Mar 1, 2021
I must confess to an interior eye roll when I first picked up the slim, colorful volume emblazoned with the title “#Rules for Engagement;” the grammatical stickler inside of me shuddered at the use of a hashtag in a book's title, and I intuited – correctly – that it was but the first of many creative uses of underscores and various punctuation marks outside their intended purpose. It wasn't a deal breaker, but I confess to finding it a major distraction.
And yet, a closer look at the brief text – a handful of pages per chapter, it really is a slim little volume – reveals a depth at odds with the quirky colloquialisms and visual noise.
The first several chapters invite the reader to work toward establishing a sort of individual social media baseline, done by an exhaustive self-examination of motives and a repeated return to individual accounts to scroll and examine past behaviors on the platforms. Honestly, this was painful to contemplate; the nature of social media is utter transience – why oh why would I want to look back at something I'd tweeted months ago, much less years? All tweets disappear into the ether, don't they?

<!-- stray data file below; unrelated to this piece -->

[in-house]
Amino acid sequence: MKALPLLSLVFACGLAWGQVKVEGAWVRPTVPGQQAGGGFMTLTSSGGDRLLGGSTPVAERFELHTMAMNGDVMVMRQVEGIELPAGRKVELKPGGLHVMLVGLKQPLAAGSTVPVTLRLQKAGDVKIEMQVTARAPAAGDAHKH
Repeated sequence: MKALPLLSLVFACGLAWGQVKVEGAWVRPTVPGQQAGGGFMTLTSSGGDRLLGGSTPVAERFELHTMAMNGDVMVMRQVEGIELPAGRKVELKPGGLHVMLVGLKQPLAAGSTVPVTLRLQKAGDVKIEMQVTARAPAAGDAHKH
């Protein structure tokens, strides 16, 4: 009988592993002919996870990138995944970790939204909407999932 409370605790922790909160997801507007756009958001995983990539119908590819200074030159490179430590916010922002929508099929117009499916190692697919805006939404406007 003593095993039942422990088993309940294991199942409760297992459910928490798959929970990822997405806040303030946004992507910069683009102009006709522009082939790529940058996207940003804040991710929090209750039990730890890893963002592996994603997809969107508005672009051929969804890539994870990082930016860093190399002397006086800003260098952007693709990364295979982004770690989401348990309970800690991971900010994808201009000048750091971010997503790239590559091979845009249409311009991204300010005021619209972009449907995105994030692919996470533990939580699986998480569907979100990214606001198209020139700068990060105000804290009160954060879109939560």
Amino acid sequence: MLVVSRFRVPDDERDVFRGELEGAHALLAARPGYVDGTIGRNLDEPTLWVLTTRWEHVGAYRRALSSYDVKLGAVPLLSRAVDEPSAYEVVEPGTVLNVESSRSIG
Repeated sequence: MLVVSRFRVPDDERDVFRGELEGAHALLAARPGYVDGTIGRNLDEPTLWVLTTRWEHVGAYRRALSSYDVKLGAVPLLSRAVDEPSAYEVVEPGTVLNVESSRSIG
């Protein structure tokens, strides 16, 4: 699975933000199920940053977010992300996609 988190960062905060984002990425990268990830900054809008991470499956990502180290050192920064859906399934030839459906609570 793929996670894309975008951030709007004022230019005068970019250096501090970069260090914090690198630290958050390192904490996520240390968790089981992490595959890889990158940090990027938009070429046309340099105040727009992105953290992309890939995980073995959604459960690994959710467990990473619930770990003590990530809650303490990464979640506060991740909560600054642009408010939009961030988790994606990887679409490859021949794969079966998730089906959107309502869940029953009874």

And therein lies the rub. Because in inviting her readers to perform an intentional examination of their Instagram consciences, Garrido sets the stage for an uncomfortable confrontation between the unconscious, dopamine-driven self who tweets and reposts with reckless abandon, and the rational, thoughtful Christ-follower whose real life interactions bear almost no resemblance to what happens online.
The discomfort I felt in envisioning examining some of my own past online behavior seems to me a bellwether of sorts, not only for the individual but for the larger culture. What does it mean if most people act differently, sometimes radically so, online than they do in the real world? (I don't imagine I'm alone here.) What does it portend for our interactions offline, and for our own souls?